Mathematical Proof- Remote Inspire Lecture with Michael Smith (OR 2004-2011)
On Monday 29th June, we were lucky to have Michael Smith (OR 2004-2011) present an informative lecture on mathematical proof.
Michael Smith left Reading School in 2011 with A Levels in Maths, Further Maths, Chemistry & Physics. He studied at the University of Oxford, specialising in Pure Maths and graduated in 2015. Michael is currently a Maths teacher at Highgate School in London.
During the lecture, Michael presents examples of why proving something to be true is essential. Using the cutting the circle problem and Perrin numbers, he demonstrated that patterns that initially appear to follow a rule do not always keep this pattern.
Michael also introduced proof by contradiction, specifically showing a visual proof that the square root of 2 is an irrational number. This is topic was beneficial for our Year 12 maths students as it is a part of the A level Maths syllabus.
During the final part of the lecture, Michael demonstrated how it is possible to prove that two expressions are the same using story-telling. He introduced some new notation to the younger year groups, including the sigma notation for sums, and showed them how you can work out the number of ways of choosing R items from N different options. Finally, he introduced some complicated story-telling proofs using light bulbs and choosing teams of men and women.
After the lecture, students were given the chance to ask questions. Many asked questions concerning the Oxbridge application process. When asked why he chose to study Maths at Oxford instead of Cambridge, Michael’s response was of course:
"Because Dr Mathews told me to!”
Arkin F (12TA) commented:
“The lecture gave a great insight into something which lies at the foundation of maths, and was particularly interesting since proof is an area not covered in great detail until university. Learning about the importance of establishing proofs was fascinating especially when it came to the Perrin numbers since although intuition suggested a pattern of correlation with the prime numbers, all it took was a single outlier on a very large scale to deny this. Hence this was useful in showing that without proofs, such irregularities could still exist and pose the danger of not only disproving the proposition but also toppling any further arguments based on it.”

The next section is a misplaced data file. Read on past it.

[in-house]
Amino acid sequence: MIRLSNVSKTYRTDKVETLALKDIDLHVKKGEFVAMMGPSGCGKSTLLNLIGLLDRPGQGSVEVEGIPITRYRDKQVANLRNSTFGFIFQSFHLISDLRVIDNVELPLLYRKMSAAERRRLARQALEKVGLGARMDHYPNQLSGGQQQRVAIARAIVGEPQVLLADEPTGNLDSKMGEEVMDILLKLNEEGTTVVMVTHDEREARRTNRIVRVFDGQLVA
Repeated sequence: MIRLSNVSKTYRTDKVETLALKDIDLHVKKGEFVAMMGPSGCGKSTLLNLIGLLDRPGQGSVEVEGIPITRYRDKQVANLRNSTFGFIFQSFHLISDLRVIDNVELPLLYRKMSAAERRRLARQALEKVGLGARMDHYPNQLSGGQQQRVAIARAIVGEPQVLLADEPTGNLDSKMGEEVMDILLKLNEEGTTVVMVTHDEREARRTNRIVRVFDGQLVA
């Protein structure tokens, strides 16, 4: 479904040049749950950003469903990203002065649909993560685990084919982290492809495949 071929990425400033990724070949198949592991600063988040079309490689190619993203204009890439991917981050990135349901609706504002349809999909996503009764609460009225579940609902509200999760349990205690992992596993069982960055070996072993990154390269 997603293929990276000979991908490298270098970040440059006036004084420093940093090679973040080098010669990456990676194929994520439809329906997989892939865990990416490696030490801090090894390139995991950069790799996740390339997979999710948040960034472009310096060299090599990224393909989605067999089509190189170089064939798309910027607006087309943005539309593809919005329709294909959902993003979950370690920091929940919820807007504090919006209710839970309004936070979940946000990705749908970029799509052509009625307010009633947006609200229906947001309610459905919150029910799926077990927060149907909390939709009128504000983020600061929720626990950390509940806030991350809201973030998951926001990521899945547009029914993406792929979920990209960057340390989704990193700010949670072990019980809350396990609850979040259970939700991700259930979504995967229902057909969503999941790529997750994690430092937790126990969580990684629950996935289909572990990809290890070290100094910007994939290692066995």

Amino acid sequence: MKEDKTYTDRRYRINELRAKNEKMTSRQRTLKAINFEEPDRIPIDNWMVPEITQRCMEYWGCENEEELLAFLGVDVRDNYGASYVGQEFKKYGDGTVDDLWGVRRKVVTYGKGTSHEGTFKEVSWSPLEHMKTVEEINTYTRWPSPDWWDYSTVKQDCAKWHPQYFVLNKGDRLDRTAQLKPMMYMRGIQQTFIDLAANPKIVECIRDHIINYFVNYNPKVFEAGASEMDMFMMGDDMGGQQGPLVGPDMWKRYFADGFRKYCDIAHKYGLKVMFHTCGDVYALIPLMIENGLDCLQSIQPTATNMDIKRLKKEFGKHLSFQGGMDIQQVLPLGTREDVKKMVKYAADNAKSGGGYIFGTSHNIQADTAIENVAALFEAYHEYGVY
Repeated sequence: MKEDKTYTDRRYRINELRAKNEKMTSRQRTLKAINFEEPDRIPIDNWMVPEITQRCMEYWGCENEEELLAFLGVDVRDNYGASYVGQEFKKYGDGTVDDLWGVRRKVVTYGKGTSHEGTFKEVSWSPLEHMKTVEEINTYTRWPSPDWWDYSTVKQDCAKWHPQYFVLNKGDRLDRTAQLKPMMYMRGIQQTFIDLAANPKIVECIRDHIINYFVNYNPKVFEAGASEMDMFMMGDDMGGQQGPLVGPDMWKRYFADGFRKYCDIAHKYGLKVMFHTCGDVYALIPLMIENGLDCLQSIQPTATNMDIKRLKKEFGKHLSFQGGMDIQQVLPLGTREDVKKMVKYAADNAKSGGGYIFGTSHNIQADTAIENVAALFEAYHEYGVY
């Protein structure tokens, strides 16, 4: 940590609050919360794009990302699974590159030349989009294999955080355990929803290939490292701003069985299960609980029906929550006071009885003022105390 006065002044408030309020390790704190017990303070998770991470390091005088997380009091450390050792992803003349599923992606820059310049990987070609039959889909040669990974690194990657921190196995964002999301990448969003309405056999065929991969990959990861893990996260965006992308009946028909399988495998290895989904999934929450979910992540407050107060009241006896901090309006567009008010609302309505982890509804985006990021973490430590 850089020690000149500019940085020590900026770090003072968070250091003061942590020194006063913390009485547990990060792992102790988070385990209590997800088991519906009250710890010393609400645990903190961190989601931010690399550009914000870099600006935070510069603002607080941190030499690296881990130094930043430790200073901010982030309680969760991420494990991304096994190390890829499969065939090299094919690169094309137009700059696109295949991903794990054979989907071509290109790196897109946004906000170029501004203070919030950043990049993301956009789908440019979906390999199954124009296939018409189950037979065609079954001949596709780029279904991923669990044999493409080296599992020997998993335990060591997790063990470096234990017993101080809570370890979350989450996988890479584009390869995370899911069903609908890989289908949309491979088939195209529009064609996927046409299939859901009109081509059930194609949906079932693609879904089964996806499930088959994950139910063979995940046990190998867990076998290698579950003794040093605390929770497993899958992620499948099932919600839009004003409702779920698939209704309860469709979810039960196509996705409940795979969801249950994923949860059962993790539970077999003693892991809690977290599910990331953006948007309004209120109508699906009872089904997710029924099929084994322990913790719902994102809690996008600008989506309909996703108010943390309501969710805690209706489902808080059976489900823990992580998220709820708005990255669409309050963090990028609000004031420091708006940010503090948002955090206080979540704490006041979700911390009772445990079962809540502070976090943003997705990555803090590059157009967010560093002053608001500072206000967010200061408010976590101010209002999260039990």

Vamshi D (12TA) added:
"Michael introduced proofs, their beautiful nature and their importance to mathematics in an understandable, yet deeply insightful, way. To explain proof by contradiction, Michael used the example of proving sqrt2 was irrational. While I had come across this problem before, the way in which he represented the contradiction visually using squares of different sizes was very interesting, especially when he represented the irrationality with the leftover area that reduced in size after every iteration, but never completely.
He also talked about proofs by storytelling, where in order to prove two things are equal, it is demonstrated that they are simply two different ways of representing the same set. I found this especially intriguing as he related combinatorics and summations, two different areas of mathematics I had come across before in lessons.
Overall Michael’s lecture presented the beauty of different types of proofs and how they highlighted the inner workings, and sometimes the unpredictability, of mathematics in a thought-provoking way.”
Thomas W (12JM) also added:
“As suggested by the lecturer I went on to prove some of his points through induction, this introduced me to some neat identities. Furthermore, the first visual proof regarding the irrationality of root 2 I found insightful, it linked to the ideas of proof by infinite descent that I have previously encountered. Therefore, for me the lecture had the effect of linking different ideas. Moreover, I found the method of proof by storytelling remarkably simple in comparison to the identities he was trying to prove, highlighting the sometimes counterintuitive nature of mathematics.”
Mr AM Robson (Headmaster) said:
“Michael was an extremely intelligent and dedicated student who always had the school community at heart. It is a pleasure to see how he has proceeded with the same passion during his studies at university. I am happy knowing that the education of the next generation of mathematicians is in good hands.”
A special thank you to Mrs S Parker (Head of Maths) and the Society Office for coordinating all online Inspire Lectures.
If you would like to share your professional expertise, academic specialism or research background with our students through a short talk, master class, tutorial or inspire lecture, please complete the form here: Remote Inspire Lectures
Please bear with us as we work through our list and contact you to arrange dates and times for future talks.
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